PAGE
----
In the early evening they would gather in the grove, beneath the sheltering embrace of the sacred white oak tree. The Master had carefully dowsed the area, and had chosen it for the serene beauty and peaceful aura. The salmon-filled, crystal clear waters of the river wound a course through the center as it made the long journey to its birthplace, the sea. On the west bank, high atop the sacred hill, stood the ‘Stone of Fal, the place where the Kings were crowned, the royal fort encircling the area with its’ thick, safe walls. In the distance, above the east bank, the holy mound of ‘Bru Na Boine’ stood in erect majesty, proclaiming its presence in reserved, silent testimony to their forebears. And so it was, they met there every year at the edge of twilight on the last day in October, to thank their ancestors, the providers, for their bounty. They referred to this day as Samhain, the end of summer and the eve of the New Year.
The cool breeze blowing through the dying leaves, caused the long shadows to flit and dance, as if eager to join with them in their joyous festivities. As they waited for him, they reflected on the year that had just passed. It had been fruitful, the crop yields being more abundant than usual. The plantings had germinated earlier than expected, and the oats and barley seemed to have been pushed upward from mother earth by an enthusiastic, unseen hand. The children, ruddy cheeked, were vigorous and never happier, their laughter echoing among the trees.
The Master had said that they needed to grow faster now, and had cast many spells over their heads. There were those among them who swore that they could see and hear the growth, and would look at each other knowingly. The livestock were healthy, and many young had been born in the spring, ensuring plentiful meat and hides for the coming season. It was a good time to be alive and feel a part of it all and now on this night, they would make their way up to the Mound of the Hostages and the celebrations would begin…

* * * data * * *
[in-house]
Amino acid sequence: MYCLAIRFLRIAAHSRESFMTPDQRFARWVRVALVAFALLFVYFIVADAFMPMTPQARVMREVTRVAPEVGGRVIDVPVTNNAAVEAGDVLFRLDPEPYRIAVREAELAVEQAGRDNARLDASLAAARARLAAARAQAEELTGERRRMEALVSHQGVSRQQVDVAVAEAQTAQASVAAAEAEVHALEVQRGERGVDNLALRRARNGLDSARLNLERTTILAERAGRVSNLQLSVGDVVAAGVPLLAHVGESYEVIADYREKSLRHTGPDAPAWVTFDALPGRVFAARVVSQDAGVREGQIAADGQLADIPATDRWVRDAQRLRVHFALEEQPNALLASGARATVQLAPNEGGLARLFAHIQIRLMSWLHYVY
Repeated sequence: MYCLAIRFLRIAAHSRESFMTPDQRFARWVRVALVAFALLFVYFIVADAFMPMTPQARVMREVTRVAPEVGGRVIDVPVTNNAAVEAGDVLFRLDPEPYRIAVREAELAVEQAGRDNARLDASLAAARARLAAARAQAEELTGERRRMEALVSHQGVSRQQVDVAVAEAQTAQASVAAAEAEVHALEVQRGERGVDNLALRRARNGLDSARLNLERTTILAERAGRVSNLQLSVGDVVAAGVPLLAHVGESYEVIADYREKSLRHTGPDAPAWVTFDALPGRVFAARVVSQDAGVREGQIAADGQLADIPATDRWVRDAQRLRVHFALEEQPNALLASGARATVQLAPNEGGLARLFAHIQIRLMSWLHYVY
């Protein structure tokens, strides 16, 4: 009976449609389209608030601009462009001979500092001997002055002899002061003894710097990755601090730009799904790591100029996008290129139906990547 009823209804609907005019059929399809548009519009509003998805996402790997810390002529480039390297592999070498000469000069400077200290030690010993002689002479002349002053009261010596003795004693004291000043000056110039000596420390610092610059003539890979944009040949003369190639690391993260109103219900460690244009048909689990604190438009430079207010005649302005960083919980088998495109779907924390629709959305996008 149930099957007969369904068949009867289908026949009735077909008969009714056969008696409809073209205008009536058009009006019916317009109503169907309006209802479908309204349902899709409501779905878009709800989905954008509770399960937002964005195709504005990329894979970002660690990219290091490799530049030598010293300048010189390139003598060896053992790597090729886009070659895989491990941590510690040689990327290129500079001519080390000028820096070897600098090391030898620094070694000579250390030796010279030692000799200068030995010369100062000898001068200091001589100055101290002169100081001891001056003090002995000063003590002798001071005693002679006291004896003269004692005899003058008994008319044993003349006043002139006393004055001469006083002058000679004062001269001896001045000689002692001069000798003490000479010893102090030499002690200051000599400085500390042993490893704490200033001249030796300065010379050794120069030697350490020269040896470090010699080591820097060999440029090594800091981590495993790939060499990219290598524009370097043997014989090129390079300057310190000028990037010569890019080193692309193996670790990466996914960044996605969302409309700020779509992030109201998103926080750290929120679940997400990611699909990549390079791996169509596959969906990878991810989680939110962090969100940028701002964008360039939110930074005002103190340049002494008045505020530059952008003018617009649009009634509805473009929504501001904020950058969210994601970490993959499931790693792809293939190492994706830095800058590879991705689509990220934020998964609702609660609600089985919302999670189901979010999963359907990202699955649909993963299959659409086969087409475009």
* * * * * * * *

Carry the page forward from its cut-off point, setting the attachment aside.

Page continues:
Samhain (sow-an) is a Gaelic festival marking the end of the harvest season and the beginning of winter or the "darker half" of the year. Traditionally it is the beginning of the Celtic Year, and is celebrated from sunset on 31 October until sunset on 1 November, which places it about halfway between the autumn equinox and the winter solstice. It is one of the four important Gaelic seasonal festivals, along with Imbolc, Beltane and Lughnasadh.
Samhain is believed to have Celtic pagan origins, and there is evidence it has been an important date since ancient times. The Mound of the Hostages, a Neolithic passage tomb at the Hill of Tara, is aligned with the Samhain sunrise. It is mentioned in some of the earliest Irish literature, and many important events in Irish mythology happen or begin on Samhain. It was the time when cattle were brought back down from the summer pastures and when livestock were slaughtered for the winter. As at Beltane (bal-tana), special bonfires were lit. These were deemed to have protective and cleansing powers and there were many rituals involving flames. Like Beltane, Samhain was seen as a time when the veil between this world and the Otherworld could more easily be crossed. This meant the Aos Sí, the 'spirits' or 'fairies', could more easily come into our world.
At Samhain, it was believed that the Aos Sí needed to be cajoled to ensure that the people and their livestock survived the winter. Offerings of food and drink were left outside for them. The souls of the dead were also thought to revisit their homes seeking hospitality. Feasts were held, where the souls of dead ancestors were summoned to attend and places were set at the table for them. Mumming and guising were part of the festival, and involved people going door to door in costume (or in disguise), often reciting verses in exchange for food.
It is widely believed that many Halloween traditions originated from Celtic harvest festivals which may have pagan roots, particularly the Gaelic festival Samhain, and that this festival was Christianized as Halloween.
Read more here: https://en.wikipedia.org/wiki/Samhain
From the stone of Fal on Tara high, 'cross the river that flows deep and slow,
the ancients all gather at this holy place to catch the bright morning's warm glow.
In robes of pure white, they walk the ground and wait for the rising sun.
In the heart of the mound, old souls can be found; heaven bound, they then
become one. The Master appears, an unearthly sight, and raises his arms to the sky.
The people bow down, and kneel on the ground, and chant with a joyful cry.
The rays creep across the hills and the glen, and strike the box over the door.
They follow along to the chamber, and then, the love there enshrined, proudly soars.
It has always been done in this very way, and for eons will last evermore.
Their spirits will rise and fly every day, and watch over our true heart's core.
Books for Sale:
Don’t Die with Regrets: Ireland and the Lessons my Father Taught Me.
The Journey: A Nomad Reflects.